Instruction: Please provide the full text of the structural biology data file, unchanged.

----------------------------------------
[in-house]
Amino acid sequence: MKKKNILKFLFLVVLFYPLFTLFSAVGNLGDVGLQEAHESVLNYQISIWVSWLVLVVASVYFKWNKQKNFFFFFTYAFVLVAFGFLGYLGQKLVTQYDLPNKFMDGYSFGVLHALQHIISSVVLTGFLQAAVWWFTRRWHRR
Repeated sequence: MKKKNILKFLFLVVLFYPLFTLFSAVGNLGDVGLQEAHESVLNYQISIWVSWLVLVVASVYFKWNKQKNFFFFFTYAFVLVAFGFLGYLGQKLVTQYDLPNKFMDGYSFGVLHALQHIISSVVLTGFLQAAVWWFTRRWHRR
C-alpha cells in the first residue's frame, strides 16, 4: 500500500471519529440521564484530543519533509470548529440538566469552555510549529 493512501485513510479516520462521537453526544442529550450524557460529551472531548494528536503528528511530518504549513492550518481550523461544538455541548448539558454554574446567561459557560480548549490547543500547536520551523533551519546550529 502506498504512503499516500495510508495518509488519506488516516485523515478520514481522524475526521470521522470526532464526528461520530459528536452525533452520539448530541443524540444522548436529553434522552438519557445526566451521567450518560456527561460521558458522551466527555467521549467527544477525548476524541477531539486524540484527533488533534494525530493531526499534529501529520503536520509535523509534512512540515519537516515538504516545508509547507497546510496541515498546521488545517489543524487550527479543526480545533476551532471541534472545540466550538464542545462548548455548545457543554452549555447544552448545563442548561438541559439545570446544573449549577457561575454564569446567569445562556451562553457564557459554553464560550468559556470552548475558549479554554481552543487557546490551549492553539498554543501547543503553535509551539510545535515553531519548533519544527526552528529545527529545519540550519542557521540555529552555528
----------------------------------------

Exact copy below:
[in-house]
Amino acid sequence: MKKKNILKFLFLVVLFYPLFTLFSAVGNLGDVGLQEAHESVLNYQISIWVSWLVLVVASVYFKWNKQKNFFFFFTYAFVLVAFGFLGYLGQKLVTQYDLPNKFMDGYSFGVLHALQHIISSVVLTGFLQAAVWWFTRRWHRR
Repeated sequence: MKKKNILKFLFLVVLFYPLFTLFSAVGNLGDVGLQEAHESVLNYQISIWVSWLVLVVASVYFKWNKQKNFFFFFTYAFVLVAFGFLGYLGQKLVTQYDLPNKFMDGYSFGVLHALQHIISSVVLTGFLQAAVWWFTRRWHRR
C-alpha cells in the first residue's frame, strides 16, 4: 500500500471519529440521564484530543519533509470548529440538566469552555510549529 493512501485513510479516520462521537453526544442529550450524557460529551472531548494528536503528528511530518504549513492550518481550523461544538455541548448539558454554574446567561459557560480548549490547543500547536520551523533551519546550529 502506498504512503499516500495510508495518509488519506488516516485523515478520514481522524475526521470521522470526532464526528461520530459528536452525533452520539448530541443524540444522548436529553434522552438519557445526566451521567450518560456527561460521558458522551466527555467521549467527544477525548476524541477531539486524540484527533488533534494525530493531526499534529501529520503536520509535523509534512512540515519537516515538504516545508509547507497546510496541515498546521488545517489543524487550527479543526480545533476551532471541534472545540466550538464542545462548548455548545457543554452549555447544552448545563442548561438541559439545570446544573449549577457561575454564569446567569445562556451562553457564557459554553464560550468559556470552548475558549479554554481552543487557546490551549492553539498554543501547543503553535509551539510545535515553531519548533519544527526552528529545527529545519540550519542557521540555529552555528